Common misconceptions and unrealistic expectations associated with sex can leave men feeling anxious, confused and inadequate. Some men and women are even asking if you can get pregnant from oral?
Nothing puts a damper on the mood like mental and emotional stress. Men can, therefore, promote sexual well-being and the health of their relationships by getting the facts straight on common sex myths misconceptions.
Women like bigger penises.
Some women may prefer the look of a longer flaccid penis, but this doesn’t necessarily mean they want larger-than-normal erect members inside them. Average erection length ranges from five point five to six point three inches; most men are within or very close to this range, and those who fall below it can still provide plenty of pleasure.
Most men have had dozens of sexual partners.
Men in this culture are encouraged to treat sexual activity as a sign of masculinity, and this often leads to comparing oneself with other men regarding partner count. For one, it’s likely that most men haven’t had anywhere close to dozens of partners.
Secondly, sex isn’t a sign of masculinity; it’s an experience between two human beings. Comparisons result from a societal pressure that makes sex into a competition and a source of stress rather than the enjoyable, intimate experience it can be. As with most things, quality beats quantity here.
Everyone’s having anal.
No, they’re not. According to research from two thousand and five, less than half of respondents report having heterosexual anal intercourse. It’s not something everyone wants, and it shouldn’t be expected.
Men should last at least an hour.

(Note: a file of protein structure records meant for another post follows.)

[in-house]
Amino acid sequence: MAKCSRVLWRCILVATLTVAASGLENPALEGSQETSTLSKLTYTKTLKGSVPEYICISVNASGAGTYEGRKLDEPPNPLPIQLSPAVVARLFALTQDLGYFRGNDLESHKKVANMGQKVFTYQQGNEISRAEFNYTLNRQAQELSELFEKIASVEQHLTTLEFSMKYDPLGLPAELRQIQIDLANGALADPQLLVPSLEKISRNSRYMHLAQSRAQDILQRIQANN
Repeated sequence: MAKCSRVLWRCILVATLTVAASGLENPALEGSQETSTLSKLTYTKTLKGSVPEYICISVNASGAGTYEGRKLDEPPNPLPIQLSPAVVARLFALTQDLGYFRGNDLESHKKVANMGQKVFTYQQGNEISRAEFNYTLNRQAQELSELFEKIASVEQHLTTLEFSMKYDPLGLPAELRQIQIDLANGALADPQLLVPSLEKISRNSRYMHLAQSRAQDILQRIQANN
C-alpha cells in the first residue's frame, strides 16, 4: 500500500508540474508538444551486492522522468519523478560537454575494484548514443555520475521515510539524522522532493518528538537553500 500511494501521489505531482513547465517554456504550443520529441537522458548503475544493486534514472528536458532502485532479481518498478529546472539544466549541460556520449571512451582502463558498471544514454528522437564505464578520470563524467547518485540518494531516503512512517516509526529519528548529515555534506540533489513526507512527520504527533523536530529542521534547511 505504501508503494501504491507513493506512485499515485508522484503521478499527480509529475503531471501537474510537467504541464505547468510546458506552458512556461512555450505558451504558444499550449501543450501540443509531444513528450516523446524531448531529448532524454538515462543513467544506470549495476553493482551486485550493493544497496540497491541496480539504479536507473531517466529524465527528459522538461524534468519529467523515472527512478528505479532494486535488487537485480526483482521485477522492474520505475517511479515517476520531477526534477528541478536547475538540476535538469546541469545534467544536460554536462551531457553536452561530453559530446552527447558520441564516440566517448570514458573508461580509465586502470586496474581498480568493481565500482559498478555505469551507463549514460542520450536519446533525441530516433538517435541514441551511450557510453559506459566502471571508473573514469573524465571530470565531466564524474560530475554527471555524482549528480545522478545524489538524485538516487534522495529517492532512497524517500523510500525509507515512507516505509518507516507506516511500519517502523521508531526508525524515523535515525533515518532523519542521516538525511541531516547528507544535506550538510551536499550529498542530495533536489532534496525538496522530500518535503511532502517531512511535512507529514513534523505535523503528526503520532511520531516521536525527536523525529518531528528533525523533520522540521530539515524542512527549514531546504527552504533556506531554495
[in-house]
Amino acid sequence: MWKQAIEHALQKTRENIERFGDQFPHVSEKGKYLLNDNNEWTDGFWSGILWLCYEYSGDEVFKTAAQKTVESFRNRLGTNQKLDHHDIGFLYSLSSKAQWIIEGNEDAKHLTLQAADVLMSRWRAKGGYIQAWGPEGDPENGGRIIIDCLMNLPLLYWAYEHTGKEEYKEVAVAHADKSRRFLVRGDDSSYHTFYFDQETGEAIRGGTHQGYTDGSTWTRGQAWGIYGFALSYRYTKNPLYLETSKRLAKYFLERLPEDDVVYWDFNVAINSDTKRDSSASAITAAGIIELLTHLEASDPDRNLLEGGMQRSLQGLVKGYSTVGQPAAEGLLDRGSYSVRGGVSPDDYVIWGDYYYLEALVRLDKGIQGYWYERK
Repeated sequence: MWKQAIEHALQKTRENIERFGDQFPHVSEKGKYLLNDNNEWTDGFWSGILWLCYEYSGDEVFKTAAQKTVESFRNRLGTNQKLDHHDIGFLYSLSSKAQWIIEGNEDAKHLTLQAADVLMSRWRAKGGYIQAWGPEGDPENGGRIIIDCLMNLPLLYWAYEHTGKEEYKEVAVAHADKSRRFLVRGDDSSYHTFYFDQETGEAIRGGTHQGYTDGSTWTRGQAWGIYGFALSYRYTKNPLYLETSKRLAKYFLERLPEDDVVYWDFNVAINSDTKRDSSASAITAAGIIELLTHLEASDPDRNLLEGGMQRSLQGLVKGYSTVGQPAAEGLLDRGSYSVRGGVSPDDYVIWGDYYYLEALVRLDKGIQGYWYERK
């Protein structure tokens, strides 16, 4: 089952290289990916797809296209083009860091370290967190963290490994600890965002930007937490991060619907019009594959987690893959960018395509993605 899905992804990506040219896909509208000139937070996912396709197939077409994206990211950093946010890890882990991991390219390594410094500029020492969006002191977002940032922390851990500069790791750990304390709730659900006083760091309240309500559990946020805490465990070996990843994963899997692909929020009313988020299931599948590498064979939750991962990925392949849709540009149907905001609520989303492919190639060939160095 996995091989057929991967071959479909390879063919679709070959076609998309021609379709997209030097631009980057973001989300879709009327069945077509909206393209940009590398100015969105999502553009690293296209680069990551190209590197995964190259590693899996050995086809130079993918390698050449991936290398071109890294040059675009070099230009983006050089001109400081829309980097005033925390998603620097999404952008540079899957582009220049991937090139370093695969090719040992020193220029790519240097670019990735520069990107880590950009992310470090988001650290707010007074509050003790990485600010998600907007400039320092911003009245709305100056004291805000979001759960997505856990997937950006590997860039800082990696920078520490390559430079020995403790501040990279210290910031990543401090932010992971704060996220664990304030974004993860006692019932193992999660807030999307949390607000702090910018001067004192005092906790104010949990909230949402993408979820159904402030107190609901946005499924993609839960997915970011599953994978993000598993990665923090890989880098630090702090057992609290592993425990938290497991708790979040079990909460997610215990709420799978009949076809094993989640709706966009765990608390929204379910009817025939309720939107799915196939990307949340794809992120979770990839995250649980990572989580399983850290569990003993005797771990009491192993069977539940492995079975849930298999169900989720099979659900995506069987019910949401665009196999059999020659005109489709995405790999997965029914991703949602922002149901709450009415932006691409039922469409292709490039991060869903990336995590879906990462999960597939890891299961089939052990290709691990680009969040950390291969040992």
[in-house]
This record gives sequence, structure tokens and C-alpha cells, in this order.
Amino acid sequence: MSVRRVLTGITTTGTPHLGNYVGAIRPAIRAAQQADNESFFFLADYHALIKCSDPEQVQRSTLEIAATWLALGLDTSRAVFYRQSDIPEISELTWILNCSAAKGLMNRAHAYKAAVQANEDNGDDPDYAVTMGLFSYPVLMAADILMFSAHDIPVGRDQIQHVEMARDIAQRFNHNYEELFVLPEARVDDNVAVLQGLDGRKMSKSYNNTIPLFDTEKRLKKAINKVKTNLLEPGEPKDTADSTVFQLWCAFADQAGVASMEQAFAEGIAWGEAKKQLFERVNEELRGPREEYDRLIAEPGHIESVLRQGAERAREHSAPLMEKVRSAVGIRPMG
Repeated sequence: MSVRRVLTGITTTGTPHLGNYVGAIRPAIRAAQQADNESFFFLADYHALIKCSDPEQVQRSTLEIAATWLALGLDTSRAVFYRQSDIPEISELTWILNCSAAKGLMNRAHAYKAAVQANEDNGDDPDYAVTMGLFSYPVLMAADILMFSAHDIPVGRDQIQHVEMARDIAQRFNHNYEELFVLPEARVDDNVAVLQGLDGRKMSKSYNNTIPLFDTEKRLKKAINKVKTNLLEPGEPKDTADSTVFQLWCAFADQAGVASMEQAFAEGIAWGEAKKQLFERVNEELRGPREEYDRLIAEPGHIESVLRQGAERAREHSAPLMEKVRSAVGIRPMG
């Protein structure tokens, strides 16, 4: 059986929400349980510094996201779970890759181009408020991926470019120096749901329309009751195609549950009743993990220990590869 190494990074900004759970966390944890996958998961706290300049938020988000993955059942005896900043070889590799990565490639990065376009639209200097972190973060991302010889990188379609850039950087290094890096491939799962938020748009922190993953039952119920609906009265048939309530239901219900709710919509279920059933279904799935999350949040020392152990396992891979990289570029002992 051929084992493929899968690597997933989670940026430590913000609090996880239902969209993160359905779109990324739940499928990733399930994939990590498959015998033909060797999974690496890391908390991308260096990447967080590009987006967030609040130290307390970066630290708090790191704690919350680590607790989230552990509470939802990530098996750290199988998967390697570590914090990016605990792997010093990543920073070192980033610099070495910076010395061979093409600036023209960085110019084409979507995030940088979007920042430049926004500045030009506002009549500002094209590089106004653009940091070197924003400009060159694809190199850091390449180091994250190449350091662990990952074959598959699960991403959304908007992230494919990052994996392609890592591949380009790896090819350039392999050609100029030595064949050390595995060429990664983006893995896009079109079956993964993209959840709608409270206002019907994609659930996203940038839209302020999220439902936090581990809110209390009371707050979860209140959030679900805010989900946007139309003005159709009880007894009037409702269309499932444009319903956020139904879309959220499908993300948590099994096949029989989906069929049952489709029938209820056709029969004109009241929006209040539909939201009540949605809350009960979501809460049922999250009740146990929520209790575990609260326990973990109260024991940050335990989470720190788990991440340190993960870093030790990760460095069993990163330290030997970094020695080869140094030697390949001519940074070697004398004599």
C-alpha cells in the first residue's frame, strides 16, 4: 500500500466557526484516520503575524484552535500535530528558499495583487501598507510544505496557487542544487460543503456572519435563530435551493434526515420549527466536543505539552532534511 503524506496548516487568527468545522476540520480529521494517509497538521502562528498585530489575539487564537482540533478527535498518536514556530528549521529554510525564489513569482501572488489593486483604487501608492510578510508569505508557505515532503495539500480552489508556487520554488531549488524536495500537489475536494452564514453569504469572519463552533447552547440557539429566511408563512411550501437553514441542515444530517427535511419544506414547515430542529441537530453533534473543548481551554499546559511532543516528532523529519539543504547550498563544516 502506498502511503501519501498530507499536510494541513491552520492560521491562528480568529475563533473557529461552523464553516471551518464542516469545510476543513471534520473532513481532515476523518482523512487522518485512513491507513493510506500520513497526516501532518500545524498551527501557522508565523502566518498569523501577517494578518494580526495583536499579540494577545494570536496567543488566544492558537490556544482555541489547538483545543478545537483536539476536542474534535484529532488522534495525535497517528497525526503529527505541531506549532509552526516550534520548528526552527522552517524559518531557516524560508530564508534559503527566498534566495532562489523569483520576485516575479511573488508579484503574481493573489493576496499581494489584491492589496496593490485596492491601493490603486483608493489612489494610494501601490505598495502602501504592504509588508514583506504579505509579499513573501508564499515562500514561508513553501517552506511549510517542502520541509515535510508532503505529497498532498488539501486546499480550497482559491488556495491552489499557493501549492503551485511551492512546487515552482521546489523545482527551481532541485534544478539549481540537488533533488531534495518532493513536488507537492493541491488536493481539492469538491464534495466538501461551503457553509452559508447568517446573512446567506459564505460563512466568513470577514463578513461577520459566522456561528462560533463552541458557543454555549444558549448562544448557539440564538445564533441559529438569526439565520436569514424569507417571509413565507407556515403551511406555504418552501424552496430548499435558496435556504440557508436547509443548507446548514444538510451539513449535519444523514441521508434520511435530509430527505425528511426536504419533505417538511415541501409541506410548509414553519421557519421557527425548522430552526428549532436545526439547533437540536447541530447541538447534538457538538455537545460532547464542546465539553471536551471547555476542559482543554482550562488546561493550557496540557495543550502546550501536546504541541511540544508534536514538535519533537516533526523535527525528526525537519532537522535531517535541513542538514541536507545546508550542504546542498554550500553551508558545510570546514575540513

This is perhaps one of the most over-stated sex myths out there, and it leads to both men and women expecting constant marathon sessions that aren’t very realistic. Most men cum after three to seven minutes of continual thrusting.
Granted, sex can be extended by techniques such as pausing, switching positions, changing to oral for a while – but the idea that a man should be able to pump continuously for an hour is a misconception that can leave men feeling self-conscious.
A man should be able to make a woman orgasm vaginally.
Some men may put pressure on themselves to bring their female partners to orgasm with their penises alone, but this isn’t likely to happen for most women. The Case of the Female Orgasm, Elizabeth Lloyd analyzed thirty-three studies and concluded that about twenty-five percent of women achieve orgasm through vaginal sex. This percentage has no correlation with the man’s penis size, the duration of the activity or the woman’s feelings toward her partner.
That is to say, a man is not inadequate if his partner doesn’t reach climax by the sheer power of his penis. Clitoral stimulation is required by most women. If a man wants to get his partner there, then, some extra hand and mouth play is his best bet. He can also massage her clit with his penis if he really wants the member involved.